5 Favorite Trail Runs Inside National Parks

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Love national parks but despise the crowds? Try trail running, where you can escape the overflowing viewpoints and visitors’ centers to go deep into some of America’s most spectacular landscapes.

Sweat poured down my face as I charged through the throng of hikers heading up toward Angels Landing in Zion National Park. I could feel the heat reflecting off the bright red sandstone. After a quad-busting ascent, I topped out, panting. After catching my breath, I looked up—along with everyone else. Angels Landing, one of Zion’s most popular vistas, was crowded. 

Unwilling to elbow my way to the overlook, I took off down the winding, sandy path of the less-traveled West Rim Trail. Within minutes, my partner and I were completely alone, cruising above the canyons of Zion. The solitude in the sweeping sandstone landscape dotted with scrub was a different world from the bustling Angels Landing. We didn’t see another person for hours. 

This run typifies why trail running in national parks can be so rewarding. It allows you to see parts of these parks that you couldn’t see from a car, at a speed that allows you to cover more ground than hiking. But which trails in national parks are most suitable for running? I decided to ask runner friends from around the country for their favorite trail at their local national parks.

Grand Teton National Park, Wyoming



Courtney Schwartz, a trail runner and running club founding member from Victor, Idaho, recommends the Paintbrush Canyon Cascade Canyon Loop. The 20-mile circuit encompasses some of the best singletrack in Grand Teton National Park, with scenic views of waterfalls, jagged granite peaks and wildlife and flowers. To make it shorter, go out and back your preferred distance. The trail tops out at just over 10,000 feet, and carrying bear spray is encouraged. There’s even a spot for a dip. “Lake Solitude absolutely lives up to its name,” said Schwartz. “It’s a great place to cool off and go for a mid-run swim and offers a stunning view of the Grand Teton, Mount Owen and Teewinot.”

Yosemite National Park, California



The Valley Loop Trail in Yosemite is a favorite of Ally McLemore, a sports massage therapist and avid trail runner from Fresno, California. The 17-mile loop offers sweeping views of the valley and its notable waterfalls and granite domes. McLemore says the climbing is gradual and rewarding, which makes for a fun, runnable route. Lush vegetation means route finding can be tough, so be sure to preload a map. The trail tends to flood in the spring, but early summer brings stunning wildflowers and warmer temperatures. There’s a shorter, seven-mile abbreviated loop option as well. Plan to end your run at Curry Village’s Pizza Patio to treat yourself to a celebratory pie and a brew.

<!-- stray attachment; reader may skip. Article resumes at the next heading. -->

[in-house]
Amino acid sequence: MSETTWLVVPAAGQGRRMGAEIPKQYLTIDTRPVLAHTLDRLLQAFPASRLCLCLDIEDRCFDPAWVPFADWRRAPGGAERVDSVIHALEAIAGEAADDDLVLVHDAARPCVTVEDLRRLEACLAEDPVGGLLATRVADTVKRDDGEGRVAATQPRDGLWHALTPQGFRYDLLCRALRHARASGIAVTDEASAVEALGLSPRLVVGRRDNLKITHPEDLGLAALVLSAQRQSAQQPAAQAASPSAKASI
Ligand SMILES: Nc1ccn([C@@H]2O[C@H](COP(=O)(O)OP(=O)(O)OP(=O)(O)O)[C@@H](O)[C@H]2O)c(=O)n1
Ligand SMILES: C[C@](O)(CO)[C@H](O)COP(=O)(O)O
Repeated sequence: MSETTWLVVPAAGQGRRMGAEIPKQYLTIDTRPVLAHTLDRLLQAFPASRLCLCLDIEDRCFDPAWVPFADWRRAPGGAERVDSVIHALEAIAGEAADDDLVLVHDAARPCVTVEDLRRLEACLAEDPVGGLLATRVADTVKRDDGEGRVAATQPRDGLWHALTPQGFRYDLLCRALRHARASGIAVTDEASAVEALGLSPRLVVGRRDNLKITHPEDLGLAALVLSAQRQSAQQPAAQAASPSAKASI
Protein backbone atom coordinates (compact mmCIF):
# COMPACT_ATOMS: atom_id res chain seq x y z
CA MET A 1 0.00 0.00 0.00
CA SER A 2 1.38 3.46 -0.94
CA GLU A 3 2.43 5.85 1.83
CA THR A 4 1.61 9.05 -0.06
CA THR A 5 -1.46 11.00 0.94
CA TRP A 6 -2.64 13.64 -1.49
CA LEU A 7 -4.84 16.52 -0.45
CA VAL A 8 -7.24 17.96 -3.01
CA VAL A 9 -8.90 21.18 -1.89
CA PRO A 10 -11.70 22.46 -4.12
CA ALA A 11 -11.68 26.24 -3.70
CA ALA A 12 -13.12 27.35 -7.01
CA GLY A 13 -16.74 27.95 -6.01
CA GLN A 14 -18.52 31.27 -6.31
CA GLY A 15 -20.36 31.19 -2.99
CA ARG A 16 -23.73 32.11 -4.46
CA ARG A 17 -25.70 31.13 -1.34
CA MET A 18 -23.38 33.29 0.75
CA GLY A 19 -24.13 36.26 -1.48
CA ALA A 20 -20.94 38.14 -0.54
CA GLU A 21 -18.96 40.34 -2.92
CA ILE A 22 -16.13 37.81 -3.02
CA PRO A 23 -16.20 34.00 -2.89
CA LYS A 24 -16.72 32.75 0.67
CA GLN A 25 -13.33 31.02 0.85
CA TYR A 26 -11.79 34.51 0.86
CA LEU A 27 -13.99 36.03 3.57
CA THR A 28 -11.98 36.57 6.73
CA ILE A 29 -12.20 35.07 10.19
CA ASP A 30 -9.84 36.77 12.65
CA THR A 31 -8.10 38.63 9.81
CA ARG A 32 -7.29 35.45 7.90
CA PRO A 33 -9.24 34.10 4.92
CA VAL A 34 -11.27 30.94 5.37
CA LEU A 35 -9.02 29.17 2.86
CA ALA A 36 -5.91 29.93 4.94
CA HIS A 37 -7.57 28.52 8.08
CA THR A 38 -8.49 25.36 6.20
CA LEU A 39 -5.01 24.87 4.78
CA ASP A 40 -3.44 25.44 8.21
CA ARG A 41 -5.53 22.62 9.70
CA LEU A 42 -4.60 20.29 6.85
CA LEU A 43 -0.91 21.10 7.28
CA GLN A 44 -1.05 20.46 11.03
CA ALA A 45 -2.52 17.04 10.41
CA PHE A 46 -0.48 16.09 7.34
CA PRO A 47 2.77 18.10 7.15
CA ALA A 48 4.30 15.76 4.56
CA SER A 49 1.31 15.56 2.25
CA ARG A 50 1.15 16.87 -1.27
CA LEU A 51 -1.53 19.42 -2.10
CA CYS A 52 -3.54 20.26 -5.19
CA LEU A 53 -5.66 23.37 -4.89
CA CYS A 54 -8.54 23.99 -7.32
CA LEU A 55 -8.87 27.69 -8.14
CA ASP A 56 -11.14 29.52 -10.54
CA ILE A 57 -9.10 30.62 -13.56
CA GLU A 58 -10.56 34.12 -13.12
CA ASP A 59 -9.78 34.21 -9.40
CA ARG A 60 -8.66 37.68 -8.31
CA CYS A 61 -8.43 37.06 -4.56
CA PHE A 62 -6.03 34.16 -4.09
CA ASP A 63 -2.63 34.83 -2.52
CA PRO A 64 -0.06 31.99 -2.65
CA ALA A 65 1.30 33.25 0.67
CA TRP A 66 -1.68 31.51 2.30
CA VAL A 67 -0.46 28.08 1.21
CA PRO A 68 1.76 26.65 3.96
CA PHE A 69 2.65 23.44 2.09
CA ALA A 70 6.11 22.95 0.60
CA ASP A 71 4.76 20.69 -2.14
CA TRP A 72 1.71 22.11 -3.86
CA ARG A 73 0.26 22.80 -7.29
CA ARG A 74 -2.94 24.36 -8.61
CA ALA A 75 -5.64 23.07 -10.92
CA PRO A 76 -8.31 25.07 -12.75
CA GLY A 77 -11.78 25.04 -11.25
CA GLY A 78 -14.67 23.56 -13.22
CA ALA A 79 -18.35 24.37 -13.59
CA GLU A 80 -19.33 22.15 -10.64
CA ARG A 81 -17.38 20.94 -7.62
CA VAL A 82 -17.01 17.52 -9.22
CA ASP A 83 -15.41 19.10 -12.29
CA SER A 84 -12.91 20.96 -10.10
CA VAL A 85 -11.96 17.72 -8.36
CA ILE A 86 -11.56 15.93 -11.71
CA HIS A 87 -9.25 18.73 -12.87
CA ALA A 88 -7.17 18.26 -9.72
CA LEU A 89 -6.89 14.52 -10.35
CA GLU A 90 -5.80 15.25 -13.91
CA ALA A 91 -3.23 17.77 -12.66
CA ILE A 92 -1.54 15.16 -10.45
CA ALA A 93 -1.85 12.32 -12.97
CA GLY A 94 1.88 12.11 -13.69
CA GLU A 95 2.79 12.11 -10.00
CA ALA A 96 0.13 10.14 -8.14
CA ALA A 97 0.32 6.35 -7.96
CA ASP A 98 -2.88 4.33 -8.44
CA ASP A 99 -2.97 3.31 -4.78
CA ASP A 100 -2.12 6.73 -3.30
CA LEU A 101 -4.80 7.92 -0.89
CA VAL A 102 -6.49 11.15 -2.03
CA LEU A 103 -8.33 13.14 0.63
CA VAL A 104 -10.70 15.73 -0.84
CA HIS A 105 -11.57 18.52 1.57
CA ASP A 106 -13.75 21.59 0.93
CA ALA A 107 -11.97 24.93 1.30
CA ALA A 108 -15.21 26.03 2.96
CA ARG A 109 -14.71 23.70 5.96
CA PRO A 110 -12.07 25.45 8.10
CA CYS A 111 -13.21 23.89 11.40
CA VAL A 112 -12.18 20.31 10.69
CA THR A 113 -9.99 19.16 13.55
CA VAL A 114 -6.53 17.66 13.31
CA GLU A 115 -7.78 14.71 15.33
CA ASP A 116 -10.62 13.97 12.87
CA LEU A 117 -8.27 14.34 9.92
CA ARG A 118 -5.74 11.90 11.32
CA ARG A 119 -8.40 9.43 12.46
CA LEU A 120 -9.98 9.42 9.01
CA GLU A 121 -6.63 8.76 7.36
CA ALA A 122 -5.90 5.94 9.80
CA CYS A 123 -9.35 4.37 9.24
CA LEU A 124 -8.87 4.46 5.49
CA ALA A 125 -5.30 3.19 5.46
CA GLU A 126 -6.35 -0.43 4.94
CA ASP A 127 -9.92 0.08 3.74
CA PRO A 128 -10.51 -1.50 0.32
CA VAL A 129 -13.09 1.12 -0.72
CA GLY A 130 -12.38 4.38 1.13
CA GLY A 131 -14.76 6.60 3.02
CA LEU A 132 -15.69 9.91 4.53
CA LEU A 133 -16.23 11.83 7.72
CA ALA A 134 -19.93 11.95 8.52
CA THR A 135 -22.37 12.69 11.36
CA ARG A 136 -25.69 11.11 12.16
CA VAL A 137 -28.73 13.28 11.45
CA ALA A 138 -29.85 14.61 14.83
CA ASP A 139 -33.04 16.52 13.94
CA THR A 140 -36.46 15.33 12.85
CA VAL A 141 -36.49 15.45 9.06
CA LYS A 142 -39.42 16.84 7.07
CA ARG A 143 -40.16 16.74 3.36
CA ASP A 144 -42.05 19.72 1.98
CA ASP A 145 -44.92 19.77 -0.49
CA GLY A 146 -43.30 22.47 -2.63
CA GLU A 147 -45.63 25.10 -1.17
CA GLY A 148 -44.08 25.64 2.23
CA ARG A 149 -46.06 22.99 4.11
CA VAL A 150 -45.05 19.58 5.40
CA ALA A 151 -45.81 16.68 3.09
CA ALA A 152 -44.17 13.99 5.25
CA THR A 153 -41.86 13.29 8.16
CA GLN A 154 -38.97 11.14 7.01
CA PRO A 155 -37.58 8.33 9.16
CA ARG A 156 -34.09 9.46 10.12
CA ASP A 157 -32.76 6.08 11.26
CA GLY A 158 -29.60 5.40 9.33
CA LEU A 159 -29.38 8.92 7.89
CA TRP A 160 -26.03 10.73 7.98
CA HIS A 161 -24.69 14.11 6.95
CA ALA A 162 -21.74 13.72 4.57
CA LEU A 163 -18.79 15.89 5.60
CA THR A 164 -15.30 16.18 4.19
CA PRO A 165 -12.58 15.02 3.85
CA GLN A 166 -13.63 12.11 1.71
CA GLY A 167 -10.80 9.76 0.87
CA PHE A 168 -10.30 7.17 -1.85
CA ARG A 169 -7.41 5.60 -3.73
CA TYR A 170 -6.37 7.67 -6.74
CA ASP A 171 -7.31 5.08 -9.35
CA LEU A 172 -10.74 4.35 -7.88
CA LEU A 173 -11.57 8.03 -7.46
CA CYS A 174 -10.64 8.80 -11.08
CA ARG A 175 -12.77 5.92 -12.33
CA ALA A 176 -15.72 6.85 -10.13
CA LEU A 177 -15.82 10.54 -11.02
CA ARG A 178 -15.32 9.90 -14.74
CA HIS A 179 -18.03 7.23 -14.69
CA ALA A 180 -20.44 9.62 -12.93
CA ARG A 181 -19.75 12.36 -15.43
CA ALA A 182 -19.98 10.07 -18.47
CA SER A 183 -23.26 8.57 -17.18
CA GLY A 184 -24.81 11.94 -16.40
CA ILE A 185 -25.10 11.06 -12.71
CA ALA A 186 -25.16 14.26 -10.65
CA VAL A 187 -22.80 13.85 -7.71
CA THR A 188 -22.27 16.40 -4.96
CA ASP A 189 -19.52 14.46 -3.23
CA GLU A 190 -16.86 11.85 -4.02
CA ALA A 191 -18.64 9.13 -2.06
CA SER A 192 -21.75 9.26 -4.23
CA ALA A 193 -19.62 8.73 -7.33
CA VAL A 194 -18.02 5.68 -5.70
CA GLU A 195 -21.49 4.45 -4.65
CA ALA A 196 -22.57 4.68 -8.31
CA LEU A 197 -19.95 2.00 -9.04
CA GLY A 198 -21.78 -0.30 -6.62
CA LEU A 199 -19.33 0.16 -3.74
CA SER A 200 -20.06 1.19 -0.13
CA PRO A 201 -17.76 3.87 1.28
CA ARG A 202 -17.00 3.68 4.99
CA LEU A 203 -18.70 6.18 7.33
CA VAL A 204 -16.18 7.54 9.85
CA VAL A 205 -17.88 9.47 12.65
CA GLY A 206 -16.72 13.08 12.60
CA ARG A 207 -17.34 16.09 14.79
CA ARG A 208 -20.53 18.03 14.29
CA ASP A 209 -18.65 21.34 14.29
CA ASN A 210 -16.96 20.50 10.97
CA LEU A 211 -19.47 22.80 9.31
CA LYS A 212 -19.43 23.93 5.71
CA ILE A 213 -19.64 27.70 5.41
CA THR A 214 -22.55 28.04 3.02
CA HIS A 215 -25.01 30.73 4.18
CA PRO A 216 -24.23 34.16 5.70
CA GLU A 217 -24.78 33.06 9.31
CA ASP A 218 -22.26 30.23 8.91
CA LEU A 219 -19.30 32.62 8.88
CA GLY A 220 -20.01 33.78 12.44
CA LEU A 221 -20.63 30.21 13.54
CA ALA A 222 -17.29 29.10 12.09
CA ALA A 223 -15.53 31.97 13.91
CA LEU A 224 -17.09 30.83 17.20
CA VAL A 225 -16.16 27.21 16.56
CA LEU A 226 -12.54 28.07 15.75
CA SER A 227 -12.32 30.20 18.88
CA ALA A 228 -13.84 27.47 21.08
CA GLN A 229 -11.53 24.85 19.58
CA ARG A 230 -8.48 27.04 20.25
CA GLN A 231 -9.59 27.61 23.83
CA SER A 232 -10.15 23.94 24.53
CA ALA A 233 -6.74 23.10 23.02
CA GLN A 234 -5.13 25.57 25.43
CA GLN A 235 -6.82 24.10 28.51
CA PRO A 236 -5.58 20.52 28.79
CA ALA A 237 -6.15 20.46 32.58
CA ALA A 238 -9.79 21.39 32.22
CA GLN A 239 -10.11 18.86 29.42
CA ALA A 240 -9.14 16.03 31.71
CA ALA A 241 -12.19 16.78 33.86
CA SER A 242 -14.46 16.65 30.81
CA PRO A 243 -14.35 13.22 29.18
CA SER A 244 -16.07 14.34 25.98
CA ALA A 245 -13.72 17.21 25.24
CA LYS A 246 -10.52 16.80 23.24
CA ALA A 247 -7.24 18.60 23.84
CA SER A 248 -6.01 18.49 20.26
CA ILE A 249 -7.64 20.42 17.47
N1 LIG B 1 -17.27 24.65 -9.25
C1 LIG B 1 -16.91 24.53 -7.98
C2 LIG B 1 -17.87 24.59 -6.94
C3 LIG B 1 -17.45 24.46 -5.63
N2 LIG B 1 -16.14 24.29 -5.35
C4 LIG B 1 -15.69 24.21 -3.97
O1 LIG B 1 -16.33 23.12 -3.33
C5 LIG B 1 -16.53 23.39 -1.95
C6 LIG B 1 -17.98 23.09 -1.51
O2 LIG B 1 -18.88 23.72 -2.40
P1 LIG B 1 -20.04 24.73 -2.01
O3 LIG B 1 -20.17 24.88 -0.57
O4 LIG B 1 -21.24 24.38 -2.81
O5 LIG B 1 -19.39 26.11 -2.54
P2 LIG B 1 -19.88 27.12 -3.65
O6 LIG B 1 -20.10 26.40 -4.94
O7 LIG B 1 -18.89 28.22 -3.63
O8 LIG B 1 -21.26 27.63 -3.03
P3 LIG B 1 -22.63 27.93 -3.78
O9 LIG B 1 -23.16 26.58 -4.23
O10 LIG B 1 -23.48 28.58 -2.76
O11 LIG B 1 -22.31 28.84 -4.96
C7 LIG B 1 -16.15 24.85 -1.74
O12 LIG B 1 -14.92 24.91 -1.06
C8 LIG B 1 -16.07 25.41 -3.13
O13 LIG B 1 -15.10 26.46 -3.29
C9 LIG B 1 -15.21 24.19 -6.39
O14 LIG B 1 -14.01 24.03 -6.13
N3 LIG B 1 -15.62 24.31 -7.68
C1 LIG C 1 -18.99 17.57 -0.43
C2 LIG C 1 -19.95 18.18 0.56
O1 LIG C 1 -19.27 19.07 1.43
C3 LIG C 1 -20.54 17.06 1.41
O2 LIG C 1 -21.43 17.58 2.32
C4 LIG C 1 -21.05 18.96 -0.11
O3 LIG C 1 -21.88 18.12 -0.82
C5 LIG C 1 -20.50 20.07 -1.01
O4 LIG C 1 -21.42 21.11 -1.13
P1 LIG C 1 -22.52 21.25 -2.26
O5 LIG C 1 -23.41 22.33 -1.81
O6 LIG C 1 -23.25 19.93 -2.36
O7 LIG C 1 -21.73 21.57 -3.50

Rock Creek Park, Washington, D.C.



In a congested city like Washington, D.C., it may be surprising to learn you don’t have to drive (or run) far to find a world-class trail. “Whether I’m on a recovery run or trying to get in some technical climbing, Rock Creek Loop has it all,” said Taylor Maltz, a competitive trail runner and Washington, D.C., local. The loop offers nine miles of smooth singletrack in one of the country’s best urban national parks, square in the middle of our nation’s capital. The myriad connector trails make it easy to access by foot from various corners of the city.

Rocky Mountain National Park, Colorado



Though it shares a trail with the more popular Longs Peak, the run to Chasm Lake offers as many views as a trip up Longs but with less mileage and technical scrambling. But don’t think it’s easy. The eight-mile out-and-back still has 3,000 feet of ascent and tops out at just above 11,000 feet. “It gets you up high with amazing views of Longs,” said Allison Harrington, an ultramarathoner and adventure photographer who lives in Golden, Colorado. “This run is amazing for seeing fall colors.”  

Olympic National Park, Washington



The High Divide Loop in Olympic National Park has minimal crowds, diverse flora and fauna, ridge-running and alpine lake views. At just over 17 miles, the loop is an approachable alpine run for those looking to dip their toes into longer distances. “There’s a lot of side adventure to add if you want to climb Bogachiel Peak or drop into the lakes basin for bonus miles and vert,” said Calvin Kuo, a 50K afficionado from Olympia, Washington. Trail runners can jumpstart the post-run recovery process with a dip in nearby Sol Duc hot springs.


Trail Run Project is a community-built resource with more miles of trail being added every day by members just like you! Sign up to join our ever-growing community and to find your next trail run, comment on and rate other trails, and share your own trail-running adventures.

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